Let’s Talk About Politics and Religion

By Bunni Pounds Published on February 29, 2024

You may have grown up hearing the famous warning that there are two things to never discuss over the dinner table — politics and religion. If you grew up in a Christian household, discussing faith was unavoidable, but you may have been raised to steer away from discussing politics, much less getting involved in politics and engaging civically. After all, being a Christian and engaging in politics must be mixing church and state. That is an evil thing — don’t you know?

Many of us look at politicians as godless, corrupt people and that Christians shouldn’t enter this sphere because they’d inevitably end up losing their way.

Let’s Talk About What We Shouldn’t Talk About

Now as a woman who loves Jesus with all her heart, who has served in ministry for over 30 years and worked in politics for 16 years, I can say confidently that politics is not inherently evil. And not just that, but it is our duty as Christians to be engaged in current events and to stand up for righteousness and to stand against injustice. We need to talk about the two things they warn us about.

But in order to do this, we must first begin to deconstruct the preconceptions that we have formerly had of what politics is and understand what it truly is. Politics — the necessary process of certain people getting what they want in government — is not evil or wrong. It is necessary.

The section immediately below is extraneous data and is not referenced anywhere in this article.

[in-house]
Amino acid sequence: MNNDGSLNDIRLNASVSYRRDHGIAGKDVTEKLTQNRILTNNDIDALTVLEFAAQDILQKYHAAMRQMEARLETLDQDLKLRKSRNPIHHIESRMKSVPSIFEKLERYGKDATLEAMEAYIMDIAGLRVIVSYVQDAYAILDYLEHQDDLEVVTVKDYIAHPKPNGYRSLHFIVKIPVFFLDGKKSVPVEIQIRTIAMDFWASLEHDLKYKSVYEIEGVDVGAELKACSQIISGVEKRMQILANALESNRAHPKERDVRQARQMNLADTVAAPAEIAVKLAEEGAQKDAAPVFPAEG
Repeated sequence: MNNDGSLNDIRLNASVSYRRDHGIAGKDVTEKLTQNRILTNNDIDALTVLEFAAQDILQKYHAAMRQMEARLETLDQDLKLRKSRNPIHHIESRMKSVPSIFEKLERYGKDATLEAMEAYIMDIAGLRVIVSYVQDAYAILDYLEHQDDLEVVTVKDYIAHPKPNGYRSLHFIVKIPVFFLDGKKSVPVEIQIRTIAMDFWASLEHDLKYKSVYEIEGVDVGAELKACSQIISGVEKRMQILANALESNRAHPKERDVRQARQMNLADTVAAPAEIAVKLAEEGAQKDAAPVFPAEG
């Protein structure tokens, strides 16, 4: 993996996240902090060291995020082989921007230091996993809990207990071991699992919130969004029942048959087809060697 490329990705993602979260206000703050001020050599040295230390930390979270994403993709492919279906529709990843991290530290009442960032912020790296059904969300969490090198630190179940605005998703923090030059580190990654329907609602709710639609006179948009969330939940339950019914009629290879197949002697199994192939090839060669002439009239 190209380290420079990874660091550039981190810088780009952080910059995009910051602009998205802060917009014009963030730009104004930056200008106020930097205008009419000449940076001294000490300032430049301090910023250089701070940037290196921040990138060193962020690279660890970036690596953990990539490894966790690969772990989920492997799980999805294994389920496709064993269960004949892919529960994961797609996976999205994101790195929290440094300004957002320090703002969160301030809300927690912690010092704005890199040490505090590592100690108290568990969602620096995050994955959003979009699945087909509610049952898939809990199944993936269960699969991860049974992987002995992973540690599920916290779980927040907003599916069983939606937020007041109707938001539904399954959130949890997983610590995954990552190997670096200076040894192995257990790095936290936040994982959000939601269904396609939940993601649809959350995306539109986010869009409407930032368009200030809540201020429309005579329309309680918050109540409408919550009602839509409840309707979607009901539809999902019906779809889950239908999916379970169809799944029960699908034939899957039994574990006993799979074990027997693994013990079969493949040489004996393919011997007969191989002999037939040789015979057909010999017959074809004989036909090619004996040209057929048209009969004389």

Discipling the Nations, Through National Leaders

Like many of you, my father, Jack, wasn’t always on board with me getting involved politically. He loved me dearly, but he had originally wanted a different path for me in “full-time ministry.” I share this story more in-depth in my new book, Jesus and Politics: One Woman’s Walk with God in a Mudslinging Profession.

My dad didn’t want me to leave what he considered to be the call on my life leading worship or teaching the Bible to go into politics. He had understood my work in business, working beside my husband. But in the back of his mind, my dad felt that I was called to preach the gospel in some way, and he was going to keep encouraging me to that end.

My dad grew up in a denominational setting that was very apolitical. I don’t remember politics being discussed much in our home growing up.